Archery hunt provides a perfect father-son moment
As the deer turned to its right and stood broadside, I whispered “OK to shoot.”
Less than a second later, the loud release of the crossbow filled the blind. I couldn’t see the deer when the bolt flew, so I looked out the side window to my left. I saw the deer stop running at 20 yards and drop its tail; it almost looked like it staggered before it disappeared into the thick leaf-covered underbrush. I could hear a lot of brush breaking.
This started less than three minutes earlier as I looked to my left for just a second or two and looked back to the front to see an antlerless deer of nice size standing less than 20 yards from the blind. I signaled Josh, as he couldn’t see the deer yet. He had his crossbow in his hands during the last half hour of shooting light.
I moved the shooting rest over and he quietly placed the stock frame into the rest and took aim. The deer heard something while we were doing this, as it walked closer. It stood at 10 yards facing us, peering intently into the blind. Josh whispered that he didn’t have a shot and I replied, “Just wait and stay quiet.”
After a minute or two, the deer finally turned mostly broadside, but from my angle it looked broadside and I told him, “OK to shoot.”
We packed up and crawled out of the blind. I reached into my pack for the tracking light and found out it wasn’t there — forgotten on this first archery foray of the year. I tried looking for blood in the waning light with a cell phone flashlight but that was useless. And we had just disturbed a deer. Whether it was the deer he shot at or another I didn’t know. I didn’t even know if he hit the deer yet, but he said he saw the arrow hit the deer, and he shoots the bow well.
We backed out and went out to my buddy’s house, whose land we were hunting on. We borrowed a spotlight and decided to head out and at least look for blood to see what kind of arrow placement we had. I found blood quickly, it was dark blood. I like to see bright blood with lots of bubbles and sprayed on trees. But we did have a lot of blood. By the third spot of blood, it was clear this deer would not survive just based on blood loss. We found it 10 yards away, expired. A quick, clean kill that produces venison for the table always feels good. It’s very much part of the draw of archery hunting. The close shot, the intimacy of tracking the blood trail, and the excitement upon first seeing the dead deer. Those and all the other intangibles — like the fall colors, the smell of the freshly fallen leaves, the call of geese, the crispness of the fall air — create the allure of archery hunting. Watching all the other animals and deer adds even more to the draw. We had done a lot of that earlier in the day. First were the blue jays and then a squirrel or two. Then a big male ruffed grouse that strutted into our kill zone and jumped up on a log, putting on a display we caught on video. Something to the west caught his eye and he froze for several minutes, eventually flushing off to the east.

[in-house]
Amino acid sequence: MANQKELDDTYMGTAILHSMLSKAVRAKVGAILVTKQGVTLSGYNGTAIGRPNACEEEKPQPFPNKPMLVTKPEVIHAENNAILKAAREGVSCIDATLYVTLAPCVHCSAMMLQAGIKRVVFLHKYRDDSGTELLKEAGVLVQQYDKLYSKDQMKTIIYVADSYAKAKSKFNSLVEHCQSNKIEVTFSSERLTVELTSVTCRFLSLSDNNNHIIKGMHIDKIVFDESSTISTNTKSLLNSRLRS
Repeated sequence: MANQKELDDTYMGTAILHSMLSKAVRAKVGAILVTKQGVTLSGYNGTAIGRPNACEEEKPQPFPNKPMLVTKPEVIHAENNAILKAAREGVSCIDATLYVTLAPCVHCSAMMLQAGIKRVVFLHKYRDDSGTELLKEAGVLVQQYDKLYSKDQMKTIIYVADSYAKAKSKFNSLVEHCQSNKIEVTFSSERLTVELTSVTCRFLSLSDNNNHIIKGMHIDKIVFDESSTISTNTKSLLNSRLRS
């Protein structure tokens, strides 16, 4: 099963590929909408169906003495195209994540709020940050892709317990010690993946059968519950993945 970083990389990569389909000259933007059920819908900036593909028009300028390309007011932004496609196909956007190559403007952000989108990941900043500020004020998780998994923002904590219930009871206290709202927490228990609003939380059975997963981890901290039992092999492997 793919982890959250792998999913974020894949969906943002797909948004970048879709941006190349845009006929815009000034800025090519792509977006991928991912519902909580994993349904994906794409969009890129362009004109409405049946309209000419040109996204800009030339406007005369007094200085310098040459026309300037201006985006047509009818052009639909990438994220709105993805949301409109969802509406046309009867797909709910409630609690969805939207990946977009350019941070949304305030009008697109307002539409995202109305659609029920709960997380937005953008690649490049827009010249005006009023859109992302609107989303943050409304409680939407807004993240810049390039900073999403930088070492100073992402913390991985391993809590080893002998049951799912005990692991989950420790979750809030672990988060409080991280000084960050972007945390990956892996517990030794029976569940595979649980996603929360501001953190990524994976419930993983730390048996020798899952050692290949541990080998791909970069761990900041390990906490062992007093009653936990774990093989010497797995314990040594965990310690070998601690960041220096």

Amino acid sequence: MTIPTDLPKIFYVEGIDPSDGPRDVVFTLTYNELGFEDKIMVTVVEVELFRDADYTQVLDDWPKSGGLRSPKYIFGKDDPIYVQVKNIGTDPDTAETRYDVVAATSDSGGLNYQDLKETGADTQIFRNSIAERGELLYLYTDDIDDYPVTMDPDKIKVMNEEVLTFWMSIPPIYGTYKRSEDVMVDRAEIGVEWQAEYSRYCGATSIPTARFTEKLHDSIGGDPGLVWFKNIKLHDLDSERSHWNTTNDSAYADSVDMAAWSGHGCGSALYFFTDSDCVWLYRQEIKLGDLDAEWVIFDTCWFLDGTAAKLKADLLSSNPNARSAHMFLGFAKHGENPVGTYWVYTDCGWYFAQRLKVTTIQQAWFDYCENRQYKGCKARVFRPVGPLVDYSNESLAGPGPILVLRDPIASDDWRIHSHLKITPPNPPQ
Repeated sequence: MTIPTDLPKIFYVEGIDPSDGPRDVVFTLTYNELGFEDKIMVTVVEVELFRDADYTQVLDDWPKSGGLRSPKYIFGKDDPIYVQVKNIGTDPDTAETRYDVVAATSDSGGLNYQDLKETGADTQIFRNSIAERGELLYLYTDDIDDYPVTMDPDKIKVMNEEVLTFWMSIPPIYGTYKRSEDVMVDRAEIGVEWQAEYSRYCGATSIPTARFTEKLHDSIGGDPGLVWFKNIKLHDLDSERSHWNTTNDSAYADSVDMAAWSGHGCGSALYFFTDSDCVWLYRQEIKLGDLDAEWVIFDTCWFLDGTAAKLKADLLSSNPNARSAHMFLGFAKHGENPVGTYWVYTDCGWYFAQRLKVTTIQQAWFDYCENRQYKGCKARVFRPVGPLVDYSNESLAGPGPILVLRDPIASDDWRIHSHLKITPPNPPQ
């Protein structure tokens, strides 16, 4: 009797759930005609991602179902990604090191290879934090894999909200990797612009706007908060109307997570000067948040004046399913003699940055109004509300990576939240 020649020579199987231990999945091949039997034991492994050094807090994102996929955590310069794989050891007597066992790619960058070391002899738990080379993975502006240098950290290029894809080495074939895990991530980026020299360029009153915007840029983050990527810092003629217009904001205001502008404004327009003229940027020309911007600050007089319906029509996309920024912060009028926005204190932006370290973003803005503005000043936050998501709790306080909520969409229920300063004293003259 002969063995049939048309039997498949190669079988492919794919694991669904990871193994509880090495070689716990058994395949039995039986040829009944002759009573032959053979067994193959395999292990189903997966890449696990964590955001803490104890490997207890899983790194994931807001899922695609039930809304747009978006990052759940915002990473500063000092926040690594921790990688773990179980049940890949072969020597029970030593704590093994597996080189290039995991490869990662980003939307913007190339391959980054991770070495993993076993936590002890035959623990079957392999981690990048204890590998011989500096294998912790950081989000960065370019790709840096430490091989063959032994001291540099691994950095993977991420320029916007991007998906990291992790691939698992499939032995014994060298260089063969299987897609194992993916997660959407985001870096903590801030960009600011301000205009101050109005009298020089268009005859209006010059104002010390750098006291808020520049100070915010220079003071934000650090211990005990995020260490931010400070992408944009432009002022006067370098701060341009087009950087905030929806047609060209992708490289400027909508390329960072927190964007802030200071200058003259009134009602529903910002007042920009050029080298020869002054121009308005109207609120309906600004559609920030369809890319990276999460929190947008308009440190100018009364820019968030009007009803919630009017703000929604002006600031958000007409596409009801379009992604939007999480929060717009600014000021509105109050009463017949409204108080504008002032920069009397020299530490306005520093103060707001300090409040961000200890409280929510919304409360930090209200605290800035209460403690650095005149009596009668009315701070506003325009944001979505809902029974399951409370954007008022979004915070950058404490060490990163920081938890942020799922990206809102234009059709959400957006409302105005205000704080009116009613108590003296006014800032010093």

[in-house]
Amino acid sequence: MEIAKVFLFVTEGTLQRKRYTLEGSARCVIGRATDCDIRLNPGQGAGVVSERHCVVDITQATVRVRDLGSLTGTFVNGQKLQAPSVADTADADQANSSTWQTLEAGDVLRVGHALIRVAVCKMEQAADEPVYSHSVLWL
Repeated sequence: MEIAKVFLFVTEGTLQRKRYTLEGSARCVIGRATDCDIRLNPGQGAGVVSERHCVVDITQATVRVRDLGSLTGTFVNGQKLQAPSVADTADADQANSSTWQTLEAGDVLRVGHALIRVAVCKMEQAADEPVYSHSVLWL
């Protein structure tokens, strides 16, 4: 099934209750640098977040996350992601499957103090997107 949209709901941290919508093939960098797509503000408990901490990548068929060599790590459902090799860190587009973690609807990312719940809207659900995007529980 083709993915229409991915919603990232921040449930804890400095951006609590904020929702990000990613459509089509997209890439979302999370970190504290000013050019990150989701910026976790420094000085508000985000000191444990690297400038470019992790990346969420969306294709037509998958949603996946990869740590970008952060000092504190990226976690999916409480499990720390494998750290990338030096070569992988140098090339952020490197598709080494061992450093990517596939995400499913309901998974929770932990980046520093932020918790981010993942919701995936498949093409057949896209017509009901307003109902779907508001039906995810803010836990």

Right after he left, Josh said, “I see a deer out there kind of walking by us. It’s a buck!”
It did walk by within 20 yards through thick brush and cleared that standing just over 25 yards away. It was a fork horn and we were ready, but then it moved to 30 yards and was close to the property line. Josh decided to pass on the shot, and we took a few pictures of the buck before it continued on, obviously cruising for does.
We shared all this together, despite the fact that doubling up in a blind means twice the human scent and twice the sound and movement. But together we experienced the hunt, from the beginning with some target practice to the actual butchering of the deer. The excitement in his voice as he wondered if he hit it, and the joy when he saw it dead, will be lifelong memories for both of us.